Changing food behaviours amongst Canadian Inuit may contribute to rising chronic disease prevalence, and research is needed to develop nutritional behaviour change programmes. The present study examined patterns of food acquisition and preparation behaviours amongst Inuit adults in Nunavut and associations with psychosocial and socioeconomic factors.
Developed from behavioural theories and community workshops, Adult Impact Questionnaires were conducted with adult Inuit (=19 years) from randomly selected households in three remote communities in Nunavut, Canada, to determine patterns of healthy food knowledge, self-efficacy and intentions, frequencies of healthy and unhealthy food acquisition and healthiness of preparation methods. Associations between these constructs with demographic and socioeconomic factors were analysed using multivariate linear regressions.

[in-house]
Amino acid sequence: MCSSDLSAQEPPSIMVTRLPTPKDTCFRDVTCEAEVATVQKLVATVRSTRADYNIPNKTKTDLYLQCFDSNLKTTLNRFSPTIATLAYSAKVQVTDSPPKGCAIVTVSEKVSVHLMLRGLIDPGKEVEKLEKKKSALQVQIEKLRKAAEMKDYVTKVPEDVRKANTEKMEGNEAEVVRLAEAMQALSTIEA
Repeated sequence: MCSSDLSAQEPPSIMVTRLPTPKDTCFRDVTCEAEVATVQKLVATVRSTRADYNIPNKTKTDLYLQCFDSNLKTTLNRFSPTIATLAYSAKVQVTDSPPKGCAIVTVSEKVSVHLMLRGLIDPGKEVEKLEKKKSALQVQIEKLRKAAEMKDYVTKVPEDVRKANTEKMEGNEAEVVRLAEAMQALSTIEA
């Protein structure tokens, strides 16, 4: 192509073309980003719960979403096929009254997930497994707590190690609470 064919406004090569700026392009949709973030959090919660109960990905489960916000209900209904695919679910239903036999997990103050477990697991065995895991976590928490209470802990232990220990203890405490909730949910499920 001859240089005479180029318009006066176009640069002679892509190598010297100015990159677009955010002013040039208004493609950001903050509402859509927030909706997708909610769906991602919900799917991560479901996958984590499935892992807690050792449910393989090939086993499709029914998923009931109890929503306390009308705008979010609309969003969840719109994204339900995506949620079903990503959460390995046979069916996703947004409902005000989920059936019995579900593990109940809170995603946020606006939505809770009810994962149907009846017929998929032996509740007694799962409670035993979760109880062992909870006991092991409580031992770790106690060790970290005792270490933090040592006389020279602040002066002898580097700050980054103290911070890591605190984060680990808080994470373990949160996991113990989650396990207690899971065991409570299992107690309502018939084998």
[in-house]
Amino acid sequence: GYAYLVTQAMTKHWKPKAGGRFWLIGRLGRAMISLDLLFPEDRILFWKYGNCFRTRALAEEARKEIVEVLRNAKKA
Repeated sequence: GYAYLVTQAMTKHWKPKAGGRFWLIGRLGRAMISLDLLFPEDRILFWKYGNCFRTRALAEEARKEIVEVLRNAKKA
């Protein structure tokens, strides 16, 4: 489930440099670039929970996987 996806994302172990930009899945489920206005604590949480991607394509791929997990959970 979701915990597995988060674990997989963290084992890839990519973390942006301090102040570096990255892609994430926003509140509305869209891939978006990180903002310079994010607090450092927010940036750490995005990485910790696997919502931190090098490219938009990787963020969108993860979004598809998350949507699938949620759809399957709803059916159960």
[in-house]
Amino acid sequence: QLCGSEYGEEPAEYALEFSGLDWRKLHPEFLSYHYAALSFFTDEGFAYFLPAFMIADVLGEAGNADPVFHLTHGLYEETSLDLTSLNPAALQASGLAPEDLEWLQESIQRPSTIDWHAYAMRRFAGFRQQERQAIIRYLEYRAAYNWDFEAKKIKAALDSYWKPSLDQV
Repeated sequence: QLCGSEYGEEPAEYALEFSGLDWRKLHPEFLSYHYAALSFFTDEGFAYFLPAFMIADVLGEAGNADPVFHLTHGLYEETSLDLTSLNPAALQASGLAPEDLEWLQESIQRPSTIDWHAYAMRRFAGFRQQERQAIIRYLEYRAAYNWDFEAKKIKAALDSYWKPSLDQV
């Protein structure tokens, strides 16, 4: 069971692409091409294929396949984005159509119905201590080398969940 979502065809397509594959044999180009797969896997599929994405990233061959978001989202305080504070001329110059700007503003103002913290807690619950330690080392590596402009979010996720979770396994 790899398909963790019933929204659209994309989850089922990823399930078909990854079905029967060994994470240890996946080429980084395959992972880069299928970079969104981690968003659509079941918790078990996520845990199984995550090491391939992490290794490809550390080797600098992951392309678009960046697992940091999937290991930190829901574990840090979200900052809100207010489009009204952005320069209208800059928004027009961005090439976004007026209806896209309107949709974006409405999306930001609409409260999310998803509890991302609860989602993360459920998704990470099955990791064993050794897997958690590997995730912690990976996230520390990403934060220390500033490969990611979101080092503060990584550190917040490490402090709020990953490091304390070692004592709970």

Amongst 266 participants [mean (SD) age 41.2 (13.6) years; response rates 69-93%], non-nutrient-dense foods were acquired a mean (SD) of 2.9 (2.3) times more frequently than nutrient-dense, and/or low sugar/fat foods. Participants tended to use preparation methods that add fat. Intentions to perform healthy dietary behaviours was inversely correlated with unhealthy food acquisition (ß=-0.25, P